The pages of the Muslim holy text had remained unrecognised in the university library for almost a century.
The British Library's expert on such manuscripts, Dr Muhammad Isa Waley, said this "exciting discovery" would make Muslims "rejoice".
The manuscript had been kept with a collection of other Middle Eastern books and documents, without being identified as one of the oldest fragments of the Koran in the world.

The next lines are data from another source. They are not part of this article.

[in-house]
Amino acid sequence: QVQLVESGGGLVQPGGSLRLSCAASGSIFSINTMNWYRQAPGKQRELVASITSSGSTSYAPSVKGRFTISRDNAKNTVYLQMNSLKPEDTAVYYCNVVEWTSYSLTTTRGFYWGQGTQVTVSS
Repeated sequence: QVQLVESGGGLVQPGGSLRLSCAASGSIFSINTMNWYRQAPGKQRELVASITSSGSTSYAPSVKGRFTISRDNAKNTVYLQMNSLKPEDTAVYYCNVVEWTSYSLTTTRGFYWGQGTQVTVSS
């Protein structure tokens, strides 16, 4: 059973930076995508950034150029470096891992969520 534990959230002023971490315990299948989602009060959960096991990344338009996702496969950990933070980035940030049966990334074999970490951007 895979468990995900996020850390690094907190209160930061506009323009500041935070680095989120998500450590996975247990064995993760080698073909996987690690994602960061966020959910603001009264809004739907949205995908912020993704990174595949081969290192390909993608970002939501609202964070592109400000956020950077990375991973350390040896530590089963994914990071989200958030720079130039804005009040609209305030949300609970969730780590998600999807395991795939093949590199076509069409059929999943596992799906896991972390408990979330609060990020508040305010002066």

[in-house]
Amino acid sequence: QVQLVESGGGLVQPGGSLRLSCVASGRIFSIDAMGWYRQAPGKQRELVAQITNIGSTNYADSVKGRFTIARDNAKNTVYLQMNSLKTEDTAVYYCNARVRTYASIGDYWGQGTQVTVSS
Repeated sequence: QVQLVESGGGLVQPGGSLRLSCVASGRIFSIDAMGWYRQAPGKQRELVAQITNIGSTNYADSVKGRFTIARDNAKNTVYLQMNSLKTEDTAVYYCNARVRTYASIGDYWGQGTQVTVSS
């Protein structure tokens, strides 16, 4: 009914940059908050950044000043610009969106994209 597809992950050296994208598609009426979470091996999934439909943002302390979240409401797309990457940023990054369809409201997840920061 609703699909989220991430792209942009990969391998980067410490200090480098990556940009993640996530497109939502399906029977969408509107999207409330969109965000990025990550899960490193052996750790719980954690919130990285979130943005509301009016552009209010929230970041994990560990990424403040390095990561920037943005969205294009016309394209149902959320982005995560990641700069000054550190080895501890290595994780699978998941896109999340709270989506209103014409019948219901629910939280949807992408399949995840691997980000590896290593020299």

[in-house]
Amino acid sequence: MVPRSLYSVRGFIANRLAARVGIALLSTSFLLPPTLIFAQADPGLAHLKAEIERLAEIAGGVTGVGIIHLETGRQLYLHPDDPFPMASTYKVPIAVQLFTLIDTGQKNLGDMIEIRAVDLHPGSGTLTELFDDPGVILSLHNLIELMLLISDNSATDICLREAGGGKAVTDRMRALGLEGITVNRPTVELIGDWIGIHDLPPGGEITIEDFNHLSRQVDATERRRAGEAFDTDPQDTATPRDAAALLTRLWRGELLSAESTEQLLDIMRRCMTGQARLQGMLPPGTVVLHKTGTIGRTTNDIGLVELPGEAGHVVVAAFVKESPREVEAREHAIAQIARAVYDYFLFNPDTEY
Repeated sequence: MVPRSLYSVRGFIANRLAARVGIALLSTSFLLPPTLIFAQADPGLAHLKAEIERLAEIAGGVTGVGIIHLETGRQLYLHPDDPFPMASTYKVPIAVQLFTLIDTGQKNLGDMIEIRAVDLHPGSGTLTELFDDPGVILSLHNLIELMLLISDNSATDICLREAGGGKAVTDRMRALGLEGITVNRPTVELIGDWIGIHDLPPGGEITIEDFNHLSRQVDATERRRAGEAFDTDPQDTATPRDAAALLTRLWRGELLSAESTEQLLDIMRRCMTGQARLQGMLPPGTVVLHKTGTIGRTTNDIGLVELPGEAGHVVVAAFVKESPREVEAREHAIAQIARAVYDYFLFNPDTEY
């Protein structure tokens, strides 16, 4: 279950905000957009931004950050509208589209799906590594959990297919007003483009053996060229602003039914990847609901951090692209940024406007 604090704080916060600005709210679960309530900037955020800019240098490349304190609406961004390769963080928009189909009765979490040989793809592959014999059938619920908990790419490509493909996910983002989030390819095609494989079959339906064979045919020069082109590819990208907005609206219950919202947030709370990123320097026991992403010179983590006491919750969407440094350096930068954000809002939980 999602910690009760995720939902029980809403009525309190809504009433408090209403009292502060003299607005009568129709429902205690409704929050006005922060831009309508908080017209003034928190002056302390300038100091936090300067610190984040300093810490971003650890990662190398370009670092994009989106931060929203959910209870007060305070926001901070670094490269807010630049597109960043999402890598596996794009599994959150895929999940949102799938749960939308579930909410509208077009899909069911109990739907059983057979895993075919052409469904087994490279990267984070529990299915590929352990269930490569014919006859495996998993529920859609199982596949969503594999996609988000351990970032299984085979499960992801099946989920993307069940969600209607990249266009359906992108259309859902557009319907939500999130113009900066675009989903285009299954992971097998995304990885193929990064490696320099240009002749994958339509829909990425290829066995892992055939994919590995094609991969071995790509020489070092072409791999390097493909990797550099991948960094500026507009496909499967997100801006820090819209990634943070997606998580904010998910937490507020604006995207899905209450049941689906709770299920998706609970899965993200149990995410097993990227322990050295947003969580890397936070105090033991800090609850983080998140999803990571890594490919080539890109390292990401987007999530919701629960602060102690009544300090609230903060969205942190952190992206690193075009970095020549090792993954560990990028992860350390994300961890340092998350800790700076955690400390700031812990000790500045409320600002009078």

"Finding out we had one of the oldest fragments of the Koran in the whole world has been fantastically exciting."
Prof Thomas says the dating of the Birmingham folios would mean it was quite possible that the person who had written them would have been alive at the time of the Prophet Muhammad.
The Muslim community was not wealthy enough to stockpile animal skins for decades, and to produce a complete Mushaf, or copy, of the Holy Koran required a great many of them."
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